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A literally spectacular building in Ancient Rome

Posted in Ancient History, Architecture, Historical articles, Sport on Friday, 11 November 2011

This edited article about Ancient Rome originally appeared in Look and Learn issue number 859 published on 1 July 1978.

The Colosseum, picture, image, illustration

The Colosseum in Rome by Harry Green

The Romans had a love of spectacle that was all their own. No society, before or since, has shown itself ready to spend quite so much time and money on wildly expensive outdoor entertainments. And, fortunately, nobody else has ever shared the Roman enthusiasm for horror. This has come down in history as a terrible warning of the kind of thing that might happen to any nation which is prepared to rate thrills as more important than anything else.

As early as the 6th century B.C. the Emperor Tarquin had built in Rome a 370 metre long, 82 metre wide arena known as the Circus Maximus. It was essentially a chariot racing track, although on occasion it was given over to wild animal hunts or the staging of mock battles.

The seating area, which had a capacity of 30,000, was divided into three sections by horizontal gangways, into which opened the underground stairways that gave access to the individual blocks of seats.

Although the seats were eventually to be made of stone, they were made of wood during the early years of the Circus, with disastrous results. The whole arena was twice destroyed by fire, and during the reign of Antonius Pius the wooden seats collapsed, killing more than a thousand spectators. Later there was a similar disaster, in which no less than 13,000 people are said to have lost their lives.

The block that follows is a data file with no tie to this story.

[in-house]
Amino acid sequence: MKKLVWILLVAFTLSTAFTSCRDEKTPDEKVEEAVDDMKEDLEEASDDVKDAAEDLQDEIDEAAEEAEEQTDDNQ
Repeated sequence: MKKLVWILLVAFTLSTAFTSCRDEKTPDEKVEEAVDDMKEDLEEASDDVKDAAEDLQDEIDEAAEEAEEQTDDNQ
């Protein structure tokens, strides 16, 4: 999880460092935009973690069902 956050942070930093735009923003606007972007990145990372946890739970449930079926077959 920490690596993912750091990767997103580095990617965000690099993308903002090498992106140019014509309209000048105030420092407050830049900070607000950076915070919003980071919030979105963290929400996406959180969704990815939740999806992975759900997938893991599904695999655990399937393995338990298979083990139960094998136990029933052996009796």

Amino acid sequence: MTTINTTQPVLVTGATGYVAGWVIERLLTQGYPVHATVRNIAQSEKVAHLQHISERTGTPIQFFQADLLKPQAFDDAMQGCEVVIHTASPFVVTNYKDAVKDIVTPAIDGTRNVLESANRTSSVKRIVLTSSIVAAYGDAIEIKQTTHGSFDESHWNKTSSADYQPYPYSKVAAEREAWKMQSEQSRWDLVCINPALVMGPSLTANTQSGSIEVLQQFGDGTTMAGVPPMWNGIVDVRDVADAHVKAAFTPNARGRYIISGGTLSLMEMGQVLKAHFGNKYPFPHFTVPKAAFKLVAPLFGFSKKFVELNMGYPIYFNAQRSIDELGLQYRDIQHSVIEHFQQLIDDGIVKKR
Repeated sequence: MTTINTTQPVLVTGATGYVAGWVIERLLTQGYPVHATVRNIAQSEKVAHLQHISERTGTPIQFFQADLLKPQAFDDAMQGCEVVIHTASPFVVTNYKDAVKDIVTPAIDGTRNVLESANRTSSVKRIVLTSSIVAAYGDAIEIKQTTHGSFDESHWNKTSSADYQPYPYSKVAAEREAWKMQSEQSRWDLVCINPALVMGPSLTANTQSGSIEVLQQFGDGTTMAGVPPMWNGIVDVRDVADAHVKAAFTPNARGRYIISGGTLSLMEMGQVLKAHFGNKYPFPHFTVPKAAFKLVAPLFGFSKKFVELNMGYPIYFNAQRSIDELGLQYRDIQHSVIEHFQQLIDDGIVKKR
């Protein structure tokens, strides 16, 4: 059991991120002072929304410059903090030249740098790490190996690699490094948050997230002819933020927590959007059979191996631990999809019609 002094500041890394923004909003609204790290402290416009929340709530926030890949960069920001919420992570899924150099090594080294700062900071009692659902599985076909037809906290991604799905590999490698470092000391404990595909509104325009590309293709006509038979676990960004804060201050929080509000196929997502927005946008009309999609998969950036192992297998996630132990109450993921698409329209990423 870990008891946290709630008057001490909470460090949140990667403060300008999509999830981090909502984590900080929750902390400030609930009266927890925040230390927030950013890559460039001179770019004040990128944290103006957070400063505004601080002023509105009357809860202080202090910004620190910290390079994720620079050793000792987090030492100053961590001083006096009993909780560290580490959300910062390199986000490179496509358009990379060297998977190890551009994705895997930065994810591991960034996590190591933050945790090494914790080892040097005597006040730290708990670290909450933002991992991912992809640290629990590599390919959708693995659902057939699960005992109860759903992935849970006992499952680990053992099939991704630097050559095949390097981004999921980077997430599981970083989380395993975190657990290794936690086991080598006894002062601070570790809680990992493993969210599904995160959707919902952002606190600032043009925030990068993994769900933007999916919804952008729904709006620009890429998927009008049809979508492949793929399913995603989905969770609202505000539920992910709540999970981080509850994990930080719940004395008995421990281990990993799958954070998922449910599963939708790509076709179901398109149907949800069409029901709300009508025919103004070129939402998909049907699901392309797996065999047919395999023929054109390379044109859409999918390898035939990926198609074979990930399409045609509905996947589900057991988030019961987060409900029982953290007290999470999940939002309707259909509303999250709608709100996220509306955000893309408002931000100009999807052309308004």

Just who did plan the amazing structure that followed the Circus Maximus is not known. Originally known as the Flavian Amphitheatre, it would not be named the Colosseum for nearly eight hundred years. Whoever the Colosseum’s unknown architect may have been, he got his chance to produce his masterpiece through a shrewd bit of public relations work on the part of the Emperor Vespasian, who in the year A.D. 70 decided to hand back to the citizens of Rome part of the city that the infamous Emperor Nero had stolen from them in order to build his Golden House.

The Golden House had been the result of Nero’s sudden desire for a country mansion in the middle of Rome, and great areas of working class houses had been ruthlessly demolished in order to provide a suitable vista of parkland. Vespasian was well aware that feelings of discontent were still running high among the Roman poor, so he announced that they should have an amusement centre set in what had been the hated Nero’s garden. This amphitheatre was to be the most impressive of its kind the world had ever seen.

The site for the new building had, in fact, been an ornamental lake and, as it had been fed by natural springs and streams, elaborate drainage work had to be carried out. Fortunately, one of the secrets of the success of Roman builders was that they had invented concrete, a material that enabled them to produce their majestic domes and arches not only strongly but at little cost.

It also enabled them to cope with such problems as disused lakes in a manner that would not be considered out of place today. They simply laid down a seven metre thick “raft” of concrete made with pozzolana, the local volcanic sand, thereby producing a mixture that actually hardened on contact with water. Another characteristic was its incredible toughness.